How to use Salesforce DX as an environment manager
1) Download and install Salesforce CLI.
Your computer has lots of built-in command line tools, but since the three we are using are specific to Salesforce DX, we’ll have to start by downloading the Salesforce Command Line Interface (CLI). Follow these instructions on how to download the Salesforce CLI on Mac, Windows, or Linux, and come back to this blog post when installation is successfully completed.
2) Open up the Terminal on Mac/Linux or the Powershell app in Windows.
On a Mac, press cmd+space to open the Spotlight app, type ‘Terminal’, and press Enter when you see the Terminal app suggested. Another way to do this: open Finder, go to the Applications folder and click on ‘Terminal’.
On Windows, press the Windows key (or open the Start Menu) and type ‘Powershell’ and select ‘Windows Powershell’ when it displays.
If you’re running Linux, open up the command line as you regularly would.
3) Add a new org to the environment manager.
You need to install the Salesforce CLI only once, but you’ll repeat this step for every org you add. This step has two parts: First you enter the command to add the org, and then you enter your username/password.
In this scenario, I’ll add to my environment manager the credentials used to access the development environment for ‘No More Homelessness,’ a fictional nonprofit used in the Fundraising with NPSP trail. If you haven’t checked it out yet, head there next.
I begin by naming this set of credentials ‘nmhDev’, because it tells me everything I need to know about the credentials:
- nmh refers to the name of the client.
- Dev tells the purpose of the environment.
Remember, the command line is all about keeping things short and sweet.
Here’s the command to add the org:
sfdx force:auth:web:login -a nmhDev
- sfdx tells your operating system you’re running Salesforce DX commands.
- force:auth:web:login tells Salesforce DX you’re authorizing an org by logging in through the web.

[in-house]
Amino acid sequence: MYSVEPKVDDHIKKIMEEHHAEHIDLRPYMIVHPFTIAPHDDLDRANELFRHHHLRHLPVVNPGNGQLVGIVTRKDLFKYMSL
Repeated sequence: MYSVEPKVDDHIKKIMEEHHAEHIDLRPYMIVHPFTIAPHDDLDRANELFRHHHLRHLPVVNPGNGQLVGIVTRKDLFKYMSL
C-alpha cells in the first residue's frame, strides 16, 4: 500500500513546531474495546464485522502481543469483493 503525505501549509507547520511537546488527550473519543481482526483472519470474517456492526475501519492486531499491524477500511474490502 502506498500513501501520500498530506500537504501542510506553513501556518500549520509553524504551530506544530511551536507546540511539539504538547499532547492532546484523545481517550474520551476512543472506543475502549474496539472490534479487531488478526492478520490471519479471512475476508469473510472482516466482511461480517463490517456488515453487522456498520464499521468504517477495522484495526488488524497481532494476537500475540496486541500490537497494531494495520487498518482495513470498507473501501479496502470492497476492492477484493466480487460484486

- -a nmhDev tells the login command what you’re naming this set of credentials, ‘nmhDev’.
Pay attention to your surroundings: For this demonstration, I’m using credentials which log into https://login.salesforce.com. Salesforce DX assumes this is our login location, but for sandboxes or orgs with restricted MyDomain login, make sure to add the -r flag along with the location you’re logging into. (E.g., if I were logging into https://test.salesforce.com, my command would be sfdx force:auth:web:login -a nmhDev -r https://test.salesforce.com.)
Expert Tip: If it’s easier for you to remember, use --setalias nmhDev instead of -a nmhDev, and --instanceurl https://test.salesforce.com instead of -r https://test.salesforce.com. These pieces of information being passed to the command line are called ‘flags.’ Most commands have a short version of a flag (symbolized by a single dash and a letter), and a long version of the flag (symbolized by two dashes and one or more words). One is shorter, one is easier to remember, but the choice is yours!
After typing in this command, you’re taken to the Salesforce login page you’re familiar with. This is where the knowledge transfer happens: Enter your username and password from your password manager, browser extension, or wherever you keep your login data. Then, you’ll be asked to authenticate the Salesforce DX Global Connected App. Click Allow, and you’ll be logged in!
Once you’ve successfully logged in, you can close the browser window. Salesforce DX has everything it needs! Next, head back to Terminal/Powershell to put your newly created stored credentials to use.
4) View your stored environments.
Now that you’ve stored your login information in Salesforce DX, make sure you can see it. This command doesn’t have any option flags in this scenario, just the simple command: